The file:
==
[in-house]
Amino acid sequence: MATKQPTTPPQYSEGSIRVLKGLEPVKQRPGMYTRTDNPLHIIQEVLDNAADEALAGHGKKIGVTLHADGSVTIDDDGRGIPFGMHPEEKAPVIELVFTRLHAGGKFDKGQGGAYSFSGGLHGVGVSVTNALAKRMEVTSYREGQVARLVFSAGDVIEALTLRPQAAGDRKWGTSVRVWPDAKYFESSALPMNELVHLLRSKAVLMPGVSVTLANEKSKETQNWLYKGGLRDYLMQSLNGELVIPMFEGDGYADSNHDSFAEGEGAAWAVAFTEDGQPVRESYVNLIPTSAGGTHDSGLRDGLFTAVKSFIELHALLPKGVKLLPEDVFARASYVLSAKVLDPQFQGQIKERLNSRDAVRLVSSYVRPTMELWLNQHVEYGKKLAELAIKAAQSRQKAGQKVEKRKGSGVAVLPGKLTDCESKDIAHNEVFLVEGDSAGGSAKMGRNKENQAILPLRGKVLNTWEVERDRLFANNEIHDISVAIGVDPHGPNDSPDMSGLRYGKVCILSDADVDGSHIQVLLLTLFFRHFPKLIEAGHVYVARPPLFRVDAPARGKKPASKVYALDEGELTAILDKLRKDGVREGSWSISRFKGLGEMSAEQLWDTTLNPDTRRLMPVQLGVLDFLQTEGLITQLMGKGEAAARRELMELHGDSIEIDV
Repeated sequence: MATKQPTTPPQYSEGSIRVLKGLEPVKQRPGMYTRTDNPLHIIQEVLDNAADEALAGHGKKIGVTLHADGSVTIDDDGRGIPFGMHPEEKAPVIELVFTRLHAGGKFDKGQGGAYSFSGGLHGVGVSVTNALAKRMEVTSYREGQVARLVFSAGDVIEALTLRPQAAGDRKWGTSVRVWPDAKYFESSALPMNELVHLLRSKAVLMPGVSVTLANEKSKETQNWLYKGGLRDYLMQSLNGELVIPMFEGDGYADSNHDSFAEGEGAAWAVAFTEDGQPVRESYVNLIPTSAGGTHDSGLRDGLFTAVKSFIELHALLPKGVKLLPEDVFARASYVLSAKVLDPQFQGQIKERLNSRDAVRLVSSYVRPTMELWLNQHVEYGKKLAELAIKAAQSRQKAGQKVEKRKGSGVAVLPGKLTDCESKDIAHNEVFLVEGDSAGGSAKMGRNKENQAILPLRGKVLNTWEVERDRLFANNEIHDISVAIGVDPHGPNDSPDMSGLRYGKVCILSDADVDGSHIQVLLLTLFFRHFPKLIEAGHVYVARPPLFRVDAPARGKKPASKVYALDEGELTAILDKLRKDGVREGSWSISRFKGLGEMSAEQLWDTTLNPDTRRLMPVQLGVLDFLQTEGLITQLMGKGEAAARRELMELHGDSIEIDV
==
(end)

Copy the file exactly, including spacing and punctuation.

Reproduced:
[in-house]
Amino acid sequence: MATKQPTTPPQYSEGSIRVLKGLEPVKQRPGMYTRTDNPLHIIQEVLDNAADEALAGHGKKIGVTLHADGSVTIDDDGRGIPFGMHPEEKAPVIELVFTRLHAGGKFDKGQGGAYSFSGGLHGVGVSVTNALAKRMEVTSYREGQVARLVFSAGDVIEALTLRPQAAGDRKWGTSVRVWPDAKYFESSALPMNELVHLLRSKAVLMPGVSVTLANEKSKETQNWLYKGGLRDYLMQSLNGELVIPMFEGDGYADSNHDSFAEGEGAAWAVAFTEDGQPVRESYVNLIPTSAGGTHDSGLRDGLFTAVKSFIELHALLPKGVKLLPEDVFARASYVLSAKVLDPQFQGQIKERLNSRDAVRLVSSYVRPTMELWLNQHVEYGKKLAELAIKAAQSRQKAGQKVEKRKGSGVAVLPGKLTDCESKDIAHNEVFLVEGDSAGGSAKMGRNKENQAILPLRGKVLNTWEVERDRLFANNEIHDISVAIGVDPHGPNDSPDMSGLRYGKVCILSDADVDGSHIQVLLLTLFFRHFPKLIEAGHVYVARPPLFRVDAPARGKKPASKVYALDEGELTAILDKLRKDGVREGSWSISRFKGLGEMSAEQLWDTTLNPDTRRLMPVQLGVLDFLQTEGLITQLMGKGEAAARRELMELHGDSIEIDV
Repeated sequence: MATKQPTTPPQYSEGSIRVLKGLEPVKQRPGMYTRTDNPLHIIQEVLDNAADEALAGHGKKIGVTLHADGSVTIDDDGRGIPFGMHPEEKAPVIELVFTRLHAGGKFDKGQGGAYSFSGGLHGVGVSVTNALAKRMEVTSYREGQVARLVFSAGDVIEALTLRPQAAGDRKWGTSVRVWPDAKYFESSALPMNELVHLLRSKAVLMPGVSVTLANEKSKETQNWLYKGGLRDYLMQSLNGELVIPMFEGDGYADSNHDSFAEGEGAAWAVAFTEDGQPVRESYVNLIPTSAGGTHDSGLRDGLFTAVKSFIELHALLPKGVKLLPEDVFARASYVLSAKVLDPQFQGQIKERLNSRDAVRLVSSYVRPTMELWLNQHVEYGKKLAELAIKAAQSRQKAGQKVEKRKGSGVAVLPGKLTDCESKDIAHNEVFLVEGDSAGGSAKMGRNKENQAILPLRGKVLNTWEVERDRLFANNEIHDISVAIGVDPHGPNDSPDMSGLRYGKVCILSDADVDGSHIQVLLLTLFFRHFPKLIEAGHVYVARPPLFRVDAPARGKKPASKVYALDEGELTAILDKLRKDGVREGSWSISRFKGLGEMSAEQLWDTTLNPDTRRLMPVQLGVLDFLQTEGLITQLMGKGEAAARRELMELHGDSIEIDV